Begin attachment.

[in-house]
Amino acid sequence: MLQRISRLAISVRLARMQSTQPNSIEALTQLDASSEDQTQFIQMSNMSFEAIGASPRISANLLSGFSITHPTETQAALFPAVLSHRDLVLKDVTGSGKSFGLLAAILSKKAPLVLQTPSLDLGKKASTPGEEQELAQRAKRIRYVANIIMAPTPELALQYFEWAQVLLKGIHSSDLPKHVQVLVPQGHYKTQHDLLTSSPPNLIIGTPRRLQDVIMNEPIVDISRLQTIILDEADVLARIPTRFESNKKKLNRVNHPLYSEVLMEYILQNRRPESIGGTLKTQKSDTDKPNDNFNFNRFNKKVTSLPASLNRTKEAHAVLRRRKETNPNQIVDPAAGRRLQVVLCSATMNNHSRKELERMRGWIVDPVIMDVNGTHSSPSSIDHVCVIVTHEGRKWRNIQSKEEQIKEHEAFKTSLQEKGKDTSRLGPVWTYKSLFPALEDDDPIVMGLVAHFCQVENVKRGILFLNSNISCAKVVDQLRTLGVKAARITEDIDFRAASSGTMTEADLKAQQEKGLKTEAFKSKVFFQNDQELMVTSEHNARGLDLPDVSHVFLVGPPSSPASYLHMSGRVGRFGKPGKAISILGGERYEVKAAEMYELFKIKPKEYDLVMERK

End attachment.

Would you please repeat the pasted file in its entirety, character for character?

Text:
[in-house]
Amino acid sequence: MLQRISRLAISVRLARMQSTQPNSIEALTQLDASSEDQTQFIQMSNMSFEAIGASPRISANLLSGFSITHPTETQAALFPAVLSHRDLVLKDVTGSGKSFGLLAAILSKKAPLVLQTPSLDLGKKASTPGEEQELAQRAKRIRYVANIIMAPTPELALQYFEWAQVLLKGIHSSDLPKHVQVLVPQGHYKTQHDLLTSSPPNLIIGTPRRLQDVIMNEPIVDISRLQTIILDEADVLARIPTRFESNKKKLNRVNHPLYSEVLMEYILQNRRPESIGGTLKTQKSDTDKPNDNFNFNRFNKKVTSLPASLNRTKEAHAVLRRRKETNPNQIVDPAAGRRLQVVLCSATMNNHSRKELERMRGWIVDPVIMDVNGTHSSPSSIDHVCVIVTHEGRKWRNIQSKEEQIKEHEAFKTSLQEKGKDTSRLGPVWTYKSLFPALEDDDPIVMGLVAHFCQVENVKRGILFLNSNISCAKVVDQLRTLGVKAARITEDIDFRAASSGTMTEADLKAQQEKGLKTEAFKSKVFFQNDQELMVTSEHNARGLDLPDVSHVFLVGPPSSPASYLHMSGRVGRFGKPGKAISILGGERYEVKAAEMYELFKIKPKEYDLVMERK